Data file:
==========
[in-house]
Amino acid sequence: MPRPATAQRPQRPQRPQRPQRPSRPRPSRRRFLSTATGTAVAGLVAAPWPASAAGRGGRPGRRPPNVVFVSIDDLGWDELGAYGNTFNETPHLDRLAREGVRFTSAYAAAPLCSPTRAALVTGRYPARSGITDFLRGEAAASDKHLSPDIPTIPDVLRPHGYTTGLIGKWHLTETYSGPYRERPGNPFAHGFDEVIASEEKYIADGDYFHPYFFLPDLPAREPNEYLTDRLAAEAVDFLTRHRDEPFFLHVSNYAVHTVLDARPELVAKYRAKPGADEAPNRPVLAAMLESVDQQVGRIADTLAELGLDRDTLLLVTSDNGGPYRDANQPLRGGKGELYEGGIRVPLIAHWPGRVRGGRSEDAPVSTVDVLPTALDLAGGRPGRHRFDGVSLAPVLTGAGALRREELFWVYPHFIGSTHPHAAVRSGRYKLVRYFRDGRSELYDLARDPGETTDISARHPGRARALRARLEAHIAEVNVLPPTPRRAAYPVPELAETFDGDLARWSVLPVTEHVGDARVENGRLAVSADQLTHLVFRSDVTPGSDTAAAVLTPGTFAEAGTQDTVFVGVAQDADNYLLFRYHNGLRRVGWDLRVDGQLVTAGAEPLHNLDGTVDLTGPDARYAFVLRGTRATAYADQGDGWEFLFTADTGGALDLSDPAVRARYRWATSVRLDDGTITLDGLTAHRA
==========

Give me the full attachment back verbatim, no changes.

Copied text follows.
[in-house]
Amino acid sequence: MPRPATAQRPQRPQRPQRPQRPSRPRPSRRRFLSTATGTAVAGLVAAPWPASAAGRGGRPGRRPPNVVFVSIDDLGWDELGAYGNTFNETPHLDRLAREGVRFTSAYAAAPLCSPTRAALVTGRYPARSGITDFLRGEAAASDKHLSPDIPTIPDVLRPHGYTTGLIGKWHLTETYSGPYRERPGNPFAHGFDEVIASEEKYIADGDYFHPYFFLPDLPAREPNEYLTDRLAAEAVDFLTRHRDEPFFLHVSNYAVHTVLDARPELVAKYRAKPGADEAPNRPVLAAMLESVDQQVGRIADTLAELGLDRDTLLLVTSDNGGPYRDANQPLRGGKGELYEGGIRVPLIAHWPGRVRGGRSEDAPVSTVDVLPTALDLAGGRPGRHRFDGVSLAPVLTGAGALRREELFWVYPHFIGSTHPHAAVRSGRYKLVRYFRDGRSELYDLARDPGETTDISARHPGRARALRARLEAHIAEVNVLPPTPRRAAYPVPELAETFDGDLARWSVLPVTEHVGDARVENGRLAVSADQLTHLVFRSDVTPGSDTAAAVLTPGTFAEAGTQDTVFVGVAQDADNYLLFRYHNGLRRVGWDLRVDGQLVTAGAEPLHNLDGTVDLTGPDARYAFVLRGTRATAYADQGDGWEFLFTADTGGALDLSDPAVRARYRWATSVRLDDGTITLDGLTAHRA